What Can I Expect In Trucking School And What Can I Expect On The Road????????

Topic 2689 | Page 1

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Josh R.'s Comment
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my name is josh and im looking to start a career in trucking i will be attending in march 2014 and im trying to learn as much as possible before schooling begins what can i expect in school and what can i expect on the road how is the lifestyle??? i just want to see everyone's opinion about life as a trucker any feedback would be great.

Daniel B.'s Comment
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Josh, when I went to school a while back I logged every day and made it sort of into a diary. This should keep you busy and you'll get a ton of knowledge from my experiences when I was learning the ropes. So check it out:

Daniel B.'s Central Refrigerated Trucking Diary

You have a lot of time on your hands before school. The best thing you can do for yourself is to study as much as possible. I urge you to read every article on this link if you want to know what life is like on the road.

Trucking Blogs

Check out our Truckers Career Guide. This is a step by step process guides you to what you need to do next. It tells you everything you need to consider and important questions you should ask yourself.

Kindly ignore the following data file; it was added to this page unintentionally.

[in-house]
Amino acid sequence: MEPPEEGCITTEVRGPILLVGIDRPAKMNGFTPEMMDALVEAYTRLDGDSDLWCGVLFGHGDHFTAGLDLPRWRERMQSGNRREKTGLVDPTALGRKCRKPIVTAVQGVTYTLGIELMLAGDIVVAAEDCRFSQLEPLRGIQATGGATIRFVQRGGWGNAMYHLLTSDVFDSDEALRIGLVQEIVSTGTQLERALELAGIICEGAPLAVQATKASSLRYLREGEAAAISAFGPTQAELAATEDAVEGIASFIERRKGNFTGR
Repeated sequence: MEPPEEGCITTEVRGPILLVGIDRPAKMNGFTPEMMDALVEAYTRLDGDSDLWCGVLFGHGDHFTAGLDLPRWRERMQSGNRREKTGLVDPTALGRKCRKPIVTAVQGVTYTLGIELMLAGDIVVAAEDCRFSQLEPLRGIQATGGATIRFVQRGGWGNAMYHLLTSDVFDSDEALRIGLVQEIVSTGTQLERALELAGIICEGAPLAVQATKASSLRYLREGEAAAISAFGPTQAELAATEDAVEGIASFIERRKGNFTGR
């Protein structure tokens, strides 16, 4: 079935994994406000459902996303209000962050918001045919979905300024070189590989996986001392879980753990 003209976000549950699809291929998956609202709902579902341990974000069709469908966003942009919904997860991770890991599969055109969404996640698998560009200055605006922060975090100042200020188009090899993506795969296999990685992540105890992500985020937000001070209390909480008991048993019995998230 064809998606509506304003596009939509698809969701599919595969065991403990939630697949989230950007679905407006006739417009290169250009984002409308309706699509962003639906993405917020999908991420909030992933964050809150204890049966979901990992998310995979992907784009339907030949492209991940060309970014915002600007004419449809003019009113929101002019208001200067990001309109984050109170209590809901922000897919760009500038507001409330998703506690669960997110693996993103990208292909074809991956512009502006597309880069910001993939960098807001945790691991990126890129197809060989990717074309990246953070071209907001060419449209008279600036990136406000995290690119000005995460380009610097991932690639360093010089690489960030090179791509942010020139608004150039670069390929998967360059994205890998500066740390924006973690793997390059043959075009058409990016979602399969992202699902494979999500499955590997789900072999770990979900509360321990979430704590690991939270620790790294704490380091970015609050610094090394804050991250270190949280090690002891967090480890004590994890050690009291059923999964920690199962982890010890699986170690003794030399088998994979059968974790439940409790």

Trucking Career Guide

Last but definitely not least is our High Road Training Program. This is pretty much a prerequisite if you want to head into this industry on the right foot. It teaches you all you need to know and will make passing that permit test a piece of cake!

Daniel B.'s Comment
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Sorry forgot to link. Have to deal with my delivery in a hurry. rofl-3.gifHigh Road Training Program

CDL:

Commercial Driver's License (CDL)

A CDL is required to drive any of the following vehicles:

  • Any combination of vehicles with a gross combined weight rating (GCWR) of 26,001 or more pounds, providing the gross vehicle weight rating (GVWR) of the vehicle being towed is in excess of 10,000 pounds.
  • Any single vehicle with a GVWR of 26,001 or more pounds, or any such vehicle towing another not in excess of 10,000 pounds.
  • Any vehicle, regardless of size, designed to transport 16 or more persons, including the driver.
  • Any vehicle required by federal regulations to be placarded while transporting hazardous materials.
Bill A. Parking Lot's Comment
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my name is josh and im looking to start a career in trucking i will be attending in march 2014 and im trying to learn as much as possible before schooling begins what can i expect in school and what can i expect on the road how is the lifestyle??? i just want to see everyone's opinion about life as a trucker any feedback would be great.

Josh,